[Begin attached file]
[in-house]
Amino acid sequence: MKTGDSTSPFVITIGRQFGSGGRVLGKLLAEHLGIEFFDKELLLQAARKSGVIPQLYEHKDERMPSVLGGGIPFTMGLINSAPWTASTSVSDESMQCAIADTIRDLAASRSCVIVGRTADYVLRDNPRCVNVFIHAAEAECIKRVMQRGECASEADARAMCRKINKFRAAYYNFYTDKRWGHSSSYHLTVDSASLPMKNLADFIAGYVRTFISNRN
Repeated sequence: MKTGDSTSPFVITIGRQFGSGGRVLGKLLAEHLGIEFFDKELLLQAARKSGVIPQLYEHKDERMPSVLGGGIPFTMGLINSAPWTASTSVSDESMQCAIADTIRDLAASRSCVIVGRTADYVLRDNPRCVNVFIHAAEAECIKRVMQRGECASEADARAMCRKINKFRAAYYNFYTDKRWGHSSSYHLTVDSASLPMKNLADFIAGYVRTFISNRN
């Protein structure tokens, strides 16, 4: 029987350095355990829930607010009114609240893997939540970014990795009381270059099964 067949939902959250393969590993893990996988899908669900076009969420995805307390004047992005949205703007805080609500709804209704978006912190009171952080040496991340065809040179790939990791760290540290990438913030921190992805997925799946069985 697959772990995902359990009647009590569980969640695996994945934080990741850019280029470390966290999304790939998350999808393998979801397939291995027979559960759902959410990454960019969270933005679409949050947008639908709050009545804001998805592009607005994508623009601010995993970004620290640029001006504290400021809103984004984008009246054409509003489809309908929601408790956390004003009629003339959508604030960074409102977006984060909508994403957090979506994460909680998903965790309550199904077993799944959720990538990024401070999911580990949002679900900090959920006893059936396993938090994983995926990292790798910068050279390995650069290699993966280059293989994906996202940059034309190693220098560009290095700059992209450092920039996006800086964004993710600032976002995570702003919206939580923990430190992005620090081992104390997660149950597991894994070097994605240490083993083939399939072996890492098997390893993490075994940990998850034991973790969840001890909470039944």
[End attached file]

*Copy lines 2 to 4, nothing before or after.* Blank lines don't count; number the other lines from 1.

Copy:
Amino acid sequence: MKTGDSTSPFVITIGRQFGSGGRVLGKLLAEHLGIEFFDKELLLQAARKSGVIPQLYEHKDERMPSVLGGGIPFTMGLINSAPWTASTSVSDESMQCAIADTIRDLAASRSCVIVGRTADYVLRDNPRCVNVFIHAAEAECIKRVMQRGECASEADARAMCRKINKFRAAYYNFYTDKRWGHSSSYHLTVDSASLPMKNLADFIAGYVRTFISNRN
Repeated sequence: MKTGDSTSPFVITIGRQFGSGGRVLGKLLAEHLGIEFFDKELLLQAARKSGVIPQLYEHKDERMPSVLGGGIPFTMGLINSAPWTASTSVSDESMQCAIADTIRDLAASRSCVIVGRTADYVLRDNPRCVNVFIHAAEAECIKRVMQRGECASEADARAMCRKINKFRAAYYNFYTDKRWGHSSSYHLTVDSASLPMKNLADFIAGYVRTFISNRN
């Protein structure tokens, strides 16, 4: 029987350095355990829930607010009114609240893997939540970014990795009381270059099964 067949939902959250393969590993893990996988899908669900076009969420995805307390004047992005949205703007805080609500709804209704978006912190009171952080040496991340065809040179790939990791760290540290990438913030921190992805997925799946069985 697959772990995902359990009647009590569980969640695996994945934080990741850019280029470390966290999304790939998350999808393998979801397939291995027979559960759902959410990454960019969270933005679409949050947008639908709050009545804001998805592009607005994508623009601010995993970004620290640029001006504290400021809103984004984008009246054409509003489809309908929601408790956390004003009629003339959508604030960074409102977006984060909508994403957090979506994460909680998903965790309550199904077993799944959720990538990024401070999911580990949002679900900090959920006893059936396993938090994983995926990292790798910068050279390995650069290699993966280059293989994906996202940059034309190693220098560009290095700059992209450092920039996006800086964004993710600032976002995570702003919206939580923990430190992005620090081992104390997660149950597991894994070097994605240490083993083939399939072996890492098997390893993490075994940990998850034991973790969840001890909470039944």